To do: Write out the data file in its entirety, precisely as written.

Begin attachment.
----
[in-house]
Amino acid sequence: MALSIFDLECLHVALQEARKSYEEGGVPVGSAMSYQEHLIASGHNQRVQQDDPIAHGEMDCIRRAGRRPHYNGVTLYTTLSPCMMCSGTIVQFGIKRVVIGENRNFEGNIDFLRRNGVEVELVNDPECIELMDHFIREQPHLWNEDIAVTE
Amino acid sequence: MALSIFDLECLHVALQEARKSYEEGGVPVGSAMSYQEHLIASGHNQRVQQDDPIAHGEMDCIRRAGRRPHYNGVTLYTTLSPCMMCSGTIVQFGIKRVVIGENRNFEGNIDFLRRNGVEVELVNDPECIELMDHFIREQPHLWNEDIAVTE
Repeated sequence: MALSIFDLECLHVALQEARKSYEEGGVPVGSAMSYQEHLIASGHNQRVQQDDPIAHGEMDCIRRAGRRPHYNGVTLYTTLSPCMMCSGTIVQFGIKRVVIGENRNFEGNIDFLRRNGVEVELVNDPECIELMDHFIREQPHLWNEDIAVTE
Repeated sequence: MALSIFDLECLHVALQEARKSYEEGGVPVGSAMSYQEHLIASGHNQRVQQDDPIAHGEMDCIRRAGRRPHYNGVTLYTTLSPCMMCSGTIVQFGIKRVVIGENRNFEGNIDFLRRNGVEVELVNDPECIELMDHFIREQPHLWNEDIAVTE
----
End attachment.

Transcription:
[in-house]
Amino acid sequence: MALSIFDLECLHVALQEARKSYEEGGVPVGSAMSYQEHLIASGHNQRVQQDDPIAHGEMDCIRRAGRRPHYNGVTLYTTLSPCMMCSGTIVQFGIKRVVIGENRNFEGNIDFLRRNGVEVELVNDPECIELMDHFIREQPHLWNEDIAVTE
Amino acid sequence: MALSIFDLECLHVALQEARKSYEEGGVPVGSAMSYQEHLIASGHNQRVQQDDPIAHGEMDCIRRAGRRPHYNGVTLYTTLSPCMMCSGTIVQFGIKRVVIGENRNFEGNIDFLRRNGVEVELVNDPECIELMDHFIREQPHLWNEDIAVTE
Repeated sequence: MALSIFDLECLHVALQEARKSYEEGGVPVGSAMSYQEHLIASGHNQRVQQDDPIAHGEMDCIRRAGRRPHYNGVTLYTTLSPCMMCSGTIVQFGIKRVVIGENRNFEGNIDFLRRNGVEVELVNDPECIELMDHFIREQPHLWNEDIAVTE
Repeated sequence: MALSIFDLECLHVALQEARKSYEEGGVPVGSAMSYQEHLIASGHNQRVQQDDPIAHGEMDCIRRAGRRPHYNGVTLYTTLSPCMMCSGTIVQFGIKRVVIGENRNFEGNIDFLRRNGVEVELVNDPECIELMDHFIREQPHLWNEDIAVTE